Working in a laboratory at the National Institutes of Health, Benjamin W. Purow, MD, became the first researcher to demonstrate that the Notch pathway plays a role in gliomas.
Benjamin W. Purow, MD
Working in a laboratory at the National Institutes of Health, Benjamin W. Purow, MD, became the first researcher to demonstrate that the Notch pathway plays a role in gliomas. Today, he is pursuing the pathway at the University of Virginia School of Medicine in Charlottesville. He spends the majority of his time in the lab, where his research focuses on glioblastomas, the most common and most lethal primary brain tumors, with the ultimate goal of developing new therapies for this deadly disease. The remainder of his time is spent in the clinic and with patients in whom these treatments may one day be applied.
How does the research in your laboratory relate to Notch signaling and cancer?
Our primary focus is on glioblastoma brain tumors, and we are interested in a number of novel therapeutic approaches to these and other kinds of cancer. One of the foci of the lab is targeting the Notch pathway in these tumors. But we are also interested in other novel targets such as microRNAs, which we transitioned into through some of our Notch studies several years ago. We are interested in microRNAs both upstream and downstream of Notch (in other words, those that could regulate Notch or that are themselves being regulated by Notch). We have found some microRNAs that suppress the Notch pathway and offer a potential therapeutic angle in these tumors, though we face the significant challenge of efficient delivery to brain tumors.
Why does Notch make a promising target for cancer therapy?
Notch has been attracting increasing interest in oncology in recent years, although the first evidence came from some much older studies that showed that if you engineered a constitutively active form of the Notch protein into mice it could lead to T-cell leukemia. That was a beautiful indication that Notch activity could be causal or at least tumor−promoting in certain cancers. Since then, Notch has actually been found to play opposing roles in different kinds of cancer. In certain cancers, such as gliomas/glioblastomas, Notch seems to play a pro-tumor role. Interestingly though, in some cancers (such as T-cell leukemia) it plays a “classic” oncogenic role; in others it displays tumor-promoting activity without common mutations or amplifications in the gene. Then there are other cancers where it plays more of a tumor−suppressive role, such as skin and lung cancers and possibly B-cell malignancies, in which the Notch pathway is suppressed to foster tumorigenic activity.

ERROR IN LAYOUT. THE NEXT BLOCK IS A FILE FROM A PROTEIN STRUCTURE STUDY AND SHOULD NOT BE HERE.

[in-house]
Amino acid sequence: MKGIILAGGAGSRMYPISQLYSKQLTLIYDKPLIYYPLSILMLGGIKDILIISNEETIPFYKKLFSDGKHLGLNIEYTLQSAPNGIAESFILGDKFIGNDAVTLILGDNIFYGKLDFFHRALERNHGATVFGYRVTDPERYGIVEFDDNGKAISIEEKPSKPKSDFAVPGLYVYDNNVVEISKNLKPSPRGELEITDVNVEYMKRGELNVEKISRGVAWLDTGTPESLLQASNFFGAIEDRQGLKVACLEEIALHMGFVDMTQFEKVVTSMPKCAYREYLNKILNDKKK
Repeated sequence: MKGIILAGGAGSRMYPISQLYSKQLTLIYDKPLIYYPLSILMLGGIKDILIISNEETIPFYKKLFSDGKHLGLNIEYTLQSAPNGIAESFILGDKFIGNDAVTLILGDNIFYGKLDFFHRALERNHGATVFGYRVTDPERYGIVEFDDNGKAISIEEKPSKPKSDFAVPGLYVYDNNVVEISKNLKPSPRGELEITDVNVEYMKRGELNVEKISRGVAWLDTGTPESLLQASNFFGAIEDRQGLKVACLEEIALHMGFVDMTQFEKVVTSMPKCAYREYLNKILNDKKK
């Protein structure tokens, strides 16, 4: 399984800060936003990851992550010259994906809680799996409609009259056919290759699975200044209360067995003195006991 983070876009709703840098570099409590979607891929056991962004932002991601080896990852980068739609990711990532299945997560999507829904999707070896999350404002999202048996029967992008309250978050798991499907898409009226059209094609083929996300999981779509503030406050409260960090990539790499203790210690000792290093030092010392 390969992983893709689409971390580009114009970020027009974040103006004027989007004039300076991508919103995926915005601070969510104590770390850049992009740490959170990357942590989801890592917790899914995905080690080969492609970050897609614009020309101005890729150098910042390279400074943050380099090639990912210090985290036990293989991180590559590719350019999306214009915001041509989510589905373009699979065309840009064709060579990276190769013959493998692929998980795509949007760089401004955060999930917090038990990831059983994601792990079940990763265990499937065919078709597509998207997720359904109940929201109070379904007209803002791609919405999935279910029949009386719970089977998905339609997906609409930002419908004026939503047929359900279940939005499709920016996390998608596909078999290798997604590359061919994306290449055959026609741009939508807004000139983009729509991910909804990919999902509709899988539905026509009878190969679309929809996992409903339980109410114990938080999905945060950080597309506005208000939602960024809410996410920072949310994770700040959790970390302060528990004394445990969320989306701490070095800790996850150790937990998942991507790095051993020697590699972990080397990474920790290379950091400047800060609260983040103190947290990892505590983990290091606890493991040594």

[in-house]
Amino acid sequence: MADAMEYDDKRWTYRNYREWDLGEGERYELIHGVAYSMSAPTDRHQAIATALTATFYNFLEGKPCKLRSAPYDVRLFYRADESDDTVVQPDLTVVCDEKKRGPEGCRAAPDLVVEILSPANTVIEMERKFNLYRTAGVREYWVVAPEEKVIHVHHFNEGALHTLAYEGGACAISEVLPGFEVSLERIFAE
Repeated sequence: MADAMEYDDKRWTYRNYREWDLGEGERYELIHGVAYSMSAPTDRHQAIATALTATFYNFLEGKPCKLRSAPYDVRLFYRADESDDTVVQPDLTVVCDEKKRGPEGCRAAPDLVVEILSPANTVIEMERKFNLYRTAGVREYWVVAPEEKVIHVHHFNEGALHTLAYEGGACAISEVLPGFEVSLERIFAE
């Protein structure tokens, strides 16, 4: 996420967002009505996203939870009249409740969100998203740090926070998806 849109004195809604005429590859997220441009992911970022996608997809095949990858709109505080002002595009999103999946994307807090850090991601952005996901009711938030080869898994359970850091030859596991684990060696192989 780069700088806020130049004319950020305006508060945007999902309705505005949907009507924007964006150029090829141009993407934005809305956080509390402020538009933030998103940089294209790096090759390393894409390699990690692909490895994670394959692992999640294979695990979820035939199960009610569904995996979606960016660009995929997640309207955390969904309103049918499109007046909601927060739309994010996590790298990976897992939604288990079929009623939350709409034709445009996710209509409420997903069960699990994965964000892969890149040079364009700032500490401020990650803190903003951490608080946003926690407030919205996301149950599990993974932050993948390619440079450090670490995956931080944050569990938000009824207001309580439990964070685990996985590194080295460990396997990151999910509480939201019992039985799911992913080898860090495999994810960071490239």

Another reason that interest in the Notch pathway has been enhanced is that we had small-molecule inhibitors ready and waiting in the wings that had originally been developed for use in Alzheimer patients: the gamma secretase inhibitors (or GSIs), which block the enzymatic processing of a number of different proteins, including Notch. A lot of clinical research thus far has focused on testing these inhibitors in various cancers.
Finally, we tend to think of cancers as very primitive kinds of cells, stem cells gone awry, or mature cells that have reverted to a more primitive state, and, since Notch has a key role in maintaining the stem-cell state, it makes sense that it may have a role in fostering the development of cancers. Furthermore, in recent years we have realized that not all cancer cells are the same, and in a lot of cancers there seems to be a subset called cancer stem cells, which may be the original cells that got the tumor going and replenish the tumor after treatment with traditional therapies. By targeting Notch, we may be able to get leverage against these cells and sensitize cancers to chemotherapy or radiation treatment.
What is the most significant recent development relating to Notch signaling in cancer?
There have been a lot of really fascinating developments in recent years. With respect to the end goal of getting agents approved for use in patients, the trials in T-cell leukemia were actually somewhat disappointing. There were some serious toxicity issues with the GSIs. Researchers are now finding ways to get around this with weekly dosing, for example—and there are ongoing clinical trials in a number of different cancers. Some of the pharmaceutical companies have been somewhat discouraged by the results of trials with a Notch inhibitor as a single agent, but it seems there may be increasing enthusiasm for combining Notch with other agents to sensitize cancer cells to chemotherapy or other anticancer agents. Also, Notch (specifically the delta-like ligand 4 [DLL4]) has been found to play an important role in angiogenesis (new blood vessel development). Monoclonal antibodies directed against DLL4 have been shown to significantly disrupt the tumor vasculature. One caveat of this is that it may lead to a certain kind of blood vessel tumor, so further work is clearly needed.
In your opinion, which of the Notch-targeted agents holds the most promise?
The gamma-secretase inhibitors are very nonspecific. They block processing of a number of proteins and affect a whole range of cellular processes, as well as being very nonspecific within the pathway itself, inhibiting all of the different Notch receptors. There have been hints that we might gain benefits from more selective and targeted inhibition of a single Notch receptor or ligand, and a number of pharmaceutical companies are working on developing antibodies to block these proteins. Interestingly, antibodies that activate certain Notch family members are also being looked at, and these may have interesting applications in tumors where Notch has a tumor-suppressive role. I think these more specific agents probably hold the most promise at the moment.
What are the major hurdles to the development of Notch-targeted anticancer agents?